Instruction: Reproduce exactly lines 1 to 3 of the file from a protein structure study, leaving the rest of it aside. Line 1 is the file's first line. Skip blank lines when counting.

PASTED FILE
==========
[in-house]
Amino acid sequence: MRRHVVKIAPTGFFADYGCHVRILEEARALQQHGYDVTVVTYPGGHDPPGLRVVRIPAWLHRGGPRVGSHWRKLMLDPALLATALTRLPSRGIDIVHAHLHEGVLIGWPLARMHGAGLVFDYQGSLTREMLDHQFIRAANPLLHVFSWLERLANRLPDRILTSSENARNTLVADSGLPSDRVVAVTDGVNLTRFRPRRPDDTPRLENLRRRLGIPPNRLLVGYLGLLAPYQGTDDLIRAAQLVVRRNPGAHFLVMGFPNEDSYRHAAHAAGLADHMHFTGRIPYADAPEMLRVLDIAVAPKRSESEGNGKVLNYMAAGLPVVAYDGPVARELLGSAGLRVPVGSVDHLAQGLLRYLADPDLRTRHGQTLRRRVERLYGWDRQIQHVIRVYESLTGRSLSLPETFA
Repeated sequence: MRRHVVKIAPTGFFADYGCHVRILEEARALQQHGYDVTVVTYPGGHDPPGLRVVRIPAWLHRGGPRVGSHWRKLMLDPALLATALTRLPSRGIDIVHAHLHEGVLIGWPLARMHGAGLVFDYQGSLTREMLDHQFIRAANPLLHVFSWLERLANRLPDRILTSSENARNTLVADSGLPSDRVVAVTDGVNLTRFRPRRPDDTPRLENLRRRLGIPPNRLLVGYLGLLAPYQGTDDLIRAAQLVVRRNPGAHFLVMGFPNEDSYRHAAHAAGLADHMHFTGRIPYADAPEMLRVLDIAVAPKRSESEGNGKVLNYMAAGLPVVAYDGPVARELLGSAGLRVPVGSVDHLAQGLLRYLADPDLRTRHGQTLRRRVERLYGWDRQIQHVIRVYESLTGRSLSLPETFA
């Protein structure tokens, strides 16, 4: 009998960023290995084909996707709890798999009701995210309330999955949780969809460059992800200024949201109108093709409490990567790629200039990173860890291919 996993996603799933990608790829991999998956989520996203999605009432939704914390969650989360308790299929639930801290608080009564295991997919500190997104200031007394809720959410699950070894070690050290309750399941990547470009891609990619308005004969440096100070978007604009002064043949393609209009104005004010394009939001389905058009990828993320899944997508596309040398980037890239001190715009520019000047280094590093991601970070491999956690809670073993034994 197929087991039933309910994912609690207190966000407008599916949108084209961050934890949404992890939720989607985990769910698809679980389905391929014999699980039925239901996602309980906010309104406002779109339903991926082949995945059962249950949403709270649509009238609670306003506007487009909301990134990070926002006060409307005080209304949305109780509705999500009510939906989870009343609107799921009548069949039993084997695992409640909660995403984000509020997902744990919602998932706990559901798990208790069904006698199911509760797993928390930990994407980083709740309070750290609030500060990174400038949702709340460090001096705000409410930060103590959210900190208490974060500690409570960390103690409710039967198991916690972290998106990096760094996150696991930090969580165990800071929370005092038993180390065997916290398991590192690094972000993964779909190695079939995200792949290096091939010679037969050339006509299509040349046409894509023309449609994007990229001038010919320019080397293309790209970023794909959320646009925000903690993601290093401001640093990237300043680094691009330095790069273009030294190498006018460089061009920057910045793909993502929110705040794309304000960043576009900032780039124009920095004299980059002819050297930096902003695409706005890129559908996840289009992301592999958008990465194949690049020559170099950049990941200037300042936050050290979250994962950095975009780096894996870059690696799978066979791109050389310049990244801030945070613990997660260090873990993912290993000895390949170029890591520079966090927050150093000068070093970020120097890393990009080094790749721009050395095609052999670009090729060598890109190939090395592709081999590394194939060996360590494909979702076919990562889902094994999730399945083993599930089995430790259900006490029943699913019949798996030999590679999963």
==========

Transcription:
[in-house]
Amino acid sequence: MRRHVVKIAPTGFFADYGCHVRILEEARALQQHGYDVTVVTYPGGHDPPGLRVVRIPAWLHRGGPRVGSHWRKLMLDPALLATALTRLPSRGIDIVHAHLHEGVLIGWPLARMHGAGLVFDYQGSLTREMLDHQFIRAANPLLHVFSWLERLANRLPDRILTSSENARNTLVADSGLPSDRVVAVTDGVNLTRFRPRRPDDTPRLENLRRRLGIPPNRLLVGYLGLLAPYQGTDDLIRAAQLVVRRNPGAHFLVMGFPNEDSYRHAAHAAGLADHMHFTGRIPYADAPEMLRVLDIAVAPKRSESEGNGKVLNYMAAGLPVVAYDGPVARELLGSAGLRVPVGSVDHLAQGLLRYLADPDLRTRHGQTLRRRVERLYGWDRQIQHVIRVYESLTGRSLSLPETFA
Repeated sequence: MRRHVVKIAPTGFFADYGCHVRILEEARALQQHGYDVTVVTYPGGHDPPGLRVVRIPAWLHRGGPRVGSHWRKLMLDPALLATALTRLPSRGIDIVHAHLHEGVLIGWPLARMHGAGLVFDYQGSLTREMLDHQFIRAANPLLHVFSWLERLANRLPDRILTSSENARNTLVADSGLPSDRVVAVTDGVNLTRFRPRRPDDTPRLENLRRRLGIPPNRLLVGYLGLLAPYQGTDDLIRAAQLVVRRNPGAHFLVMGFPNEDSYRHAAHAAGLADHMHFTGRIPYADAPEMLRVLDIAVAPKRSESEGNGKVLNYMAAGLPVVAYDGPVARELLGSAGLRVPVGSVDHLAQGLLRYLADPDLRTRHGQTLRRRVERLYGWDRQIQHVIRVYESLTGRSLSLPETFA